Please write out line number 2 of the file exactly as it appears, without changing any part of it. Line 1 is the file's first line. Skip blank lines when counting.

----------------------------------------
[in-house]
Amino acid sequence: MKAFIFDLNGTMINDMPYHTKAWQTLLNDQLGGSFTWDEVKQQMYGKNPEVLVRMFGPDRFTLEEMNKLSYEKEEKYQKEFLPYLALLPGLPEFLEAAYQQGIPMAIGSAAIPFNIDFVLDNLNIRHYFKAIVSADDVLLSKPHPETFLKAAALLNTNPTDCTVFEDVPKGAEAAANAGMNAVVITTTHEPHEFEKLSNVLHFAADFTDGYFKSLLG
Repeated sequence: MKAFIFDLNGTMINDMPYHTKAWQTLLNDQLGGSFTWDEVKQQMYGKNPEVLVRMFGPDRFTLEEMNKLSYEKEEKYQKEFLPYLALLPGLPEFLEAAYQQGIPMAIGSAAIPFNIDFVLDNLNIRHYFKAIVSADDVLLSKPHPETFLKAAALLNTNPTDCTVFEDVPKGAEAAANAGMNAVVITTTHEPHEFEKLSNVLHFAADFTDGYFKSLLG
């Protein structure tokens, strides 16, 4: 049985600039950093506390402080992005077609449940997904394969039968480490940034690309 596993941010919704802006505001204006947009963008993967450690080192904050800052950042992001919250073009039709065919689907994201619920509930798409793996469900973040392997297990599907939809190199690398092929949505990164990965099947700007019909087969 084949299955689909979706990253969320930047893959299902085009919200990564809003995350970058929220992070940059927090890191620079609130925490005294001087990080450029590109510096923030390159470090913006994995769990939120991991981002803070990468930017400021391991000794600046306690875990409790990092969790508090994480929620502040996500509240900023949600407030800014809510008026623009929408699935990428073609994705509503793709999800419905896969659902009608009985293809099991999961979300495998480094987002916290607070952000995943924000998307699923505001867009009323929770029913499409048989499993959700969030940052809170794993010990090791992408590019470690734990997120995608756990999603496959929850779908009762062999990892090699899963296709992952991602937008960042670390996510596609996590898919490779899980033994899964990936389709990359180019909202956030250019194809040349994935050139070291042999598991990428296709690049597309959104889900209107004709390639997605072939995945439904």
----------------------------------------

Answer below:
Amino acid sequence: MKAFIFDLNGTMINDMPYHTKAWQTLLNDQLGGSFTWDEVKQQMYGKNPEVLVRMFGPDRFTLEEMNKLSYEKEEKYQKEFLPYLALLPGLPEFLEAAYQQGIPMAIGSAAIPFNIDFVLDNLNIRHYFKAIVSADDVLLSKPHPETFLKAAALLNTNPTDCTVFEDVPKGAEAAANAGMNAVVITTTHEPHEFEKLSNVLHFAADFTDGYFKSLLG